Description
You can use DEFINE_UDS_FLUX to customize how the advective flux term is computed in your userdefined scalar (UDS) transport equations. See this section in the separate User's Guide for details on setting up and solving UDS transport equations.
Usage
DEFINE_UDS_FLUX( name,f,t,i) 
Argument Type  Description 
symbol name  UDF name. 
face_t f  Face index. 
Thread *t  Pointer to face thread on which the userdefined scalar flux 
is to be applied.  
int i  Index that identifies the userdefined scalar for which the 
flux term is to be set.  
Function returns  
real  
There are four arguments to DEFINE_UDS_FLUX: name, f, t, and i. You supply name, the name of the UDF. f, t, and i are variables that are passed by the ANSYS FLUENT solver to your UDF. Your UDF will need to return the real value of the mass flow rate through the given face to the solver.
The advection term in the differential transport equation has the following most general form:
where is the userdefined scalar conservation quantity and is a vector field. In the default advection term, is, by default, the product of the scalar density and the velocity vector:
To define the advection term in Equation 2.71 using DEFINE_UDS_FLUX, your UDF needs to return the scalar value to ANSYS FLUENT, where is the same as defined in Equation 2.71 and is the face normal vector of the face.

Note that the advective flux field that is supplied by your UDF should be divergencefree (i.e., it satisfies the continuity equation). In discrete terms this means that the sum of fluxes over all the faces of each cell should be zero. If the advective field is not divergencefree, then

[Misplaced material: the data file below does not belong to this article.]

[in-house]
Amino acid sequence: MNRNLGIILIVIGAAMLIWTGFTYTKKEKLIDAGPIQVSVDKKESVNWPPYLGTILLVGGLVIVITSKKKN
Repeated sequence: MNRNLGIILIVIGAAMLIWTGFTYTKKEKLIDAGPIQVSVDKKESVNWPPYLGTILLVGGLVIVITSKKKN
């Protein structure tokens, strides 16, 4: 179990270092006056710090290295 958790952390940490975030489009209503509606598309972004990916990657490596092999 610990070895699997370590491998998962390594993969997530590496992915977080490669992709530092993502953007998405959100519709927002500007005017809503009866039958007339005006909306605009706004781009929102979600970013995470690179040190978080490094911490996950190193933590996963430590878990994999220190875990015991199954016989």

is not "conserved'' and will result in overshoots/undershoots in the cell value of
.

You will need to compute in your UDF using, for example, predefined macros for velocity vector and scalar density that ANSYS FLUENT has provided (see Chapter 3) or using your own prescription. The first case is illustrated in the sample C source code, shown below.

Note that if more than one scalar is being solved, you can use a conditional
if statement in your UDF to define a different flux function for each
i.
i =
is associated with scalar0 (the first scalar equation being solved).


Note also that
must have units of mass flow rate in SI (i.e., kg/s).

/********************************************************************* sample C source code that computes dot product of psi and A Note that this is not a complete C function **********************************************************************/ real NV_VEC(psi), NV_VEC(A); /* declaring vectors psi and A */ /* defining psi in terms of velocity field */ NV_D(psi, =, F_U(f,t), F_V(f,t), F_W(f,t)); NV_S(psi, *=, F_R(f,t)) /* multiplying density to get psi vector */ F_AREA(A,f,t) /* face normal vector returned from F_AREA */ return NV_DOT(psi,A); /* dot product of the two returned */